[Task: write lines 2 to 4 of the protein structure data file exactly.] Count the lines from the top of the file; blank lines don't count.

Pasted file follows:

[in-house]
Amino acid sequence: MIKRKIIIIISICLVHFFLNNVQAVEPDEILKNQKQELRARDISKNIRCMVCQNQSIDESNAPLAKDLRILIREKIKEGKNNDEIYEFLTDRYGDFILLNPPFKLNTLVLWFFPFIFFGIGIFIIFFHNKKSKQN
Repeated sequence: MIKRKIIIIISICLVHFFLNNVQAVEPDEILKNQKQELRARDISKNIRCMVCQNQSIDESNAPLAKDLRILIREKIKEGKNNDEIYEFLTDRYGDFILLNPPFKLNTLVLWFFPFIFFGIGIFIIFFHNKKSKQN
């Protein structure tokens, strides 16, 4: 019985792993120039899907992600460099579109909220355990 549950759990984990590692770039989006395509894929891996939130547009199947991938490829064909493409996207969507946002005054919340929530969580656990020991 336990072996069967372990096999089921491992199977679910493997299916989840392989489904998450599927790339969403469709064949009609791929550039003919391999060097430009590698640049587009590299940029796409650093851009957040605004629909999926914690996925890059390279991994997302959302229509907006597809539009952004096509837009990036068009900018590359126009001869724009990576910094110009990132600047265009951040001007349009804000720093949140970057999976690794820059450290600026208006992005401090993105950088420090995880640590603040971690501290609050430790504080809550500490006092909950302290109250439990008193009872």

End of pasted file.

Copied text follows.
Amino acid sequence: MIKRKIIIIISICLVHFFLNNVQAVEPDEILKNQKQELRARDISKNIRCMVCQNQSIDESNAPLAKDLRILIREKIKEGKNNDEIYEFLTDRYGDFILLNPPFKLNTLVLWFFPFIFFGIGIFIIFFHNKKSKQN
Repeated sequence: MIKRKIIIIISICLVHFFLNNVQAVEPDEILKNQKQELRARDISKNIRCMVCQNQSIDESNAPLAKDLRILIREKIKEGKNNDEIYEFLTDRYGDFILLNPPFKLNTLVLWFFPFIFFGIGIFIIFFHNKKSKQN
């Protein structure tokens, strides 16, 4: 019985792993120039899907992600460099579109909220355990 549950759990984990590692770039989006395509894929891996939130547009199947991938490829064909493409996207969507946002005054919340929530969580656990020991 336990072996069967372990096999089921491992199977679910493997299916989840392989489904998450599927790339969403469709064949009609791929550039003919391999060097430009590698640049587009590299940029796409650093851009957040605004629909999926914690996925890059390279991994997302959302229509907006597809539009952004096509837009990036068009900018590359126009001869724009990576910094110009990132600047265009951040001007349009804000720093949140970057999976690794820059450290600026208006992005401090993105950088420090995880640590603040971690501290609050430790504080809550500490006092909950302290109250439990008193009872």